Cloud In The US Today
Cloud adoption is no longer seen as one path to greater efficiency, but as the path to IT modernization for new cloud capabilities and for existing on-premises infrastructure. It is the benchmark capability for IT infrastructure in the US today — even for organizations that retain substantial data centers. Cloud has long served as a platform to facilitate new services, but today for the modern, digital enterprise, it is at the heart of all major technology innovation.
Modern enterprises must be agile and able to adapt. Covid-19 provided the perfect storm that showed enterprises what that really meant, especially when it came to resilient operations and better digital engagement. For example, Home Depot used Google Cloud Platform (GCP) to launch a curbside pickup app while managing its e-commerce scaling issues given unprecedented changes in demand. For IT decision-makers, 64% said that modernization was their top goal over the coming year. Not only did cloud platforms power these efforts, but so did cloud-native technology like Kubernetes. Today, nearly three-quarters of US enterprise infrastructure users are adopting containers via platforms as a service, either on-premises or in the cloud.
Global systems integrators (GSIs), managed services providers (MSPs), and the greater cloud partner ecosystem will continue to play a vital role in modernization initiatives as they assist organizations that have limited cloud knowledge or talent. Our data showed significant usage of these providers to help plan, build, and run their cloud initiatives. Many organizations will need assistance in migrating vast enterprise applications and digital operations platforms to the cloud. Other will require help with cloud-native development specializations to help them establish DevOps practices. While the path to cloud adoption is much easier than building a bespoke data center, operating cloud at scale brings complexity, particularly with management. External services are necessary to build cloud infrastructure that can scale with enterprise needs.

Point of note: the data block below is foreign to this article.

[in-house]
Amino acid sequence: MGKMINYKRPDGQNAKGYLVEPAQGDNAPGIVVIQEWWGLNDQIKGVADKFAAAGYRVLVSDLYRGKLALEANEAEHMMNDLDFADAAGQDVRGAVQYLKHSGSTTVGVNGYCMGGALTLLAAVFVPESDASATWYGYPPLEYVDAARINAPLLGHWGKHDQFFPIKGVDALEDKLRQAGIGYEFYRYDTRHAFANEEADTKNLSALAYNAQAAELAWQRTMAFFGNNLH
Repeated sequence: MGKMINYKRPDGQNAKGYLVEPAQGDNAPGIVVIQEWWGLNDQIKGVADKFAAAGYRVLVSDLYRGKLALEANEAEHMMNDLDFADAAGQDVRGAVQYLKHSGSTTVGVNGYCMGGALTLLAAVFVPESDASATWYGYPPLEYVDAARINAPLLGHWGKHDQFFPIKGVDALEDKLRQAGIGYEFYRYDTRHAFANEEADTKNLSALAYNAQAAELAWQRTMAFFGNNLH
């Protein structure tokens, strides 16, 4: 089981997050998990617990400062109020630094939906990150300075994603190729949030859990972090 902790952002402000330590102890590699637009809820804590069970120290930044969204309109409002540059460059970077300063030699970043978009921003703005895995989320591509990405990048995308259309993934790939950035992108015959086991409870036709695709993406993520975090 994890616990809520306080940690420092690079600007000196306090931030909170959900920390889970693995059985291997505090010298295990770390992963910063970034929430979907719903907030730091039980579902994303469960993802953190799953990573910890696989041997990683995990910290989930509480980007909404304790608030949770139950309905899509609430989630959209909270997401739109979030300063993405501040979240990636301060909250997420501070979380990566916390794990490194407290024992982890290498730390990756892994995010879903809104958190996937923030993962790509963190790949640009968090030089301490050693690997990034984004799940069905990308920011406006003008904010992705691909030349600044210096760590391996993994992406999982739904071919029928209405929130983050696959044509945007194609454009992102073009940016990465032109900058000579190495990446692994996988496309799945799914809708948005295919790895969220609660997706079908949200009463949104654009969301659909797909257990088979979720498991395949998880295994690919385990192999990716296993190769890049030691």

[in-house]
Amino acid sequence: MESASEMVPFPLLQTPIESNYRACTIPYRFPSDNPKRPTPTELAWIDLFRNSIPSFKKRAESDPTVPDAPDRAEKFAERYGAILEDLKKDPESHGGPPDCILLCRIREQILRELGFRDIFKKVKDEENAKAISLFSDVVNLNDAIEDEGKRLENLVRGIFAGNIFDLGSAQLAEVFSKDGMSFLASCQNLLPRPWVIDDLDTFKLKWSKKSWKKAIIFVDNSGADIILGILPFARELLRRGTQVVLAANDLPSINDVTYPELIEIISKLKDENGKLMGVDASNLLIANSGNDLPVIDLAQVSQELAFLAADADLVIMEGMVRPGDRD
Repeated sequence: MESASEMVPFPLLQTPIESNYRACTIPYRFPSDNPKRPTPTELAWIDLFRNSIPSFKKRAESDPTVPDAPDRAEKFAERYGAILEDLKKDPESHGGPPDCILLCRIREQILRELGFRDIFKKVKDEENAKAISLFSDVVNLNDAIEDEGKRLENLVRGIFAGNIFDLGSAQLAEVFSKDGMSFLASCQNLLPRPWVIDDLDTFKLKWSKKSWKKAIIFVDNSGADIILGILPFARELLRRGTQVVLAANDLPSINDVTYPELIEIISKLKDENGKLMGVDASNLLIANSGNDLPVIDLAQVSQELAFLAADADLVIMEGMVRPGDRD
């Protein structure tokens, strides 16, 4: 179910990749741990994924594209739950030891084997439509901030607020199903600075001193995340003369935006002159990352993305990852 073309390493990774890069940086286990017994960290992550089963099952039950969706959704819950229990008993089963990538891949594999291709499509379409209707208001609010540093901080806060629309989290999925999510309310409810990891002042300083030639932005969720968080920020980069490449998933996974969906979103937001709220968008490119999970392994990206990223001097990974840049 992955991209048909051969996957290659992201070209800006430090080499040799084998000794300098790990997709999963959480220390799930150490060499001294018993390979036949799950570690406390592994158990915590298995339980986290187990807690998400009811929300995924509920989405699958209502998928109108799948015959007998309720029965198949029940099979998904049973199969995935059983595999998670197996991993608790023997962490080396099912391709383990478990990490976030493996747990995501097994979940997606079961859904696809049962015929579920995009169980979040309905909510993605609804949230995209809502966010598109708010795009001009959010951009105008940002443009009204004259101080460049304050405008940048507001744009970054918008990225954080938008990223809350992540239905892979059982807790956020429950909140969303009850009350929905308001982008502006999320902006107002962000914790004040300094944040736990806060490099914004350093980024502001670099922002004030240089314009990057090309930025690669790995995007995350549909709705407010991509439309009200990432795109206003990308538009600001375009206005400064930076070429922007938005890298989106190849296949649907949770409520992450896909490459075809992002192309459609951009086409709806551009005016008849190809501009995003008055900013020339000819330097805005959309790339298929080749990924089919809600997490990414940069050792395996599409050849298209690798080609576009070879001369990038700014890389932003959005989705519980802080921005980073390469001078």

Cloud providers are rushing to meet this growing demand by building new data centers and offering more capacity. Tech hubs in Silicon Valley and the greater Seattle area are densely populated with public cloud zones, along with major US centers in the east, like Washington, DC. In addition to this spread are hyperscaler attempts to provide localized infrastructure. Amazon Web Services provides local zones to offer low-latency access to key services such as S3 storage and EC2. This approach will become more popular.
The IT firepower provided by cloud far exceeds what any single enterprise could achieve on its own. Yet it is not risk-free, as notable outages by hyperscaler providers in 2021 made clear. Organizations will need to reconcile their increasingly rapid migration to cloud with their appetite for risk. For example, many financial services firms have embraced multicloud to avoid lock-in and are increasingly aware of their single-supplier risk. This is a choice that most enterprises will face — choose quick innovation or mitigate risk with a multicloud strategy. Even so, there is one key decision that is abundantly clear: IT modernization is a necessity, and cloud native will set the pace.
This post was written by Principal Analyst Lee Sustar and it originally appeared here.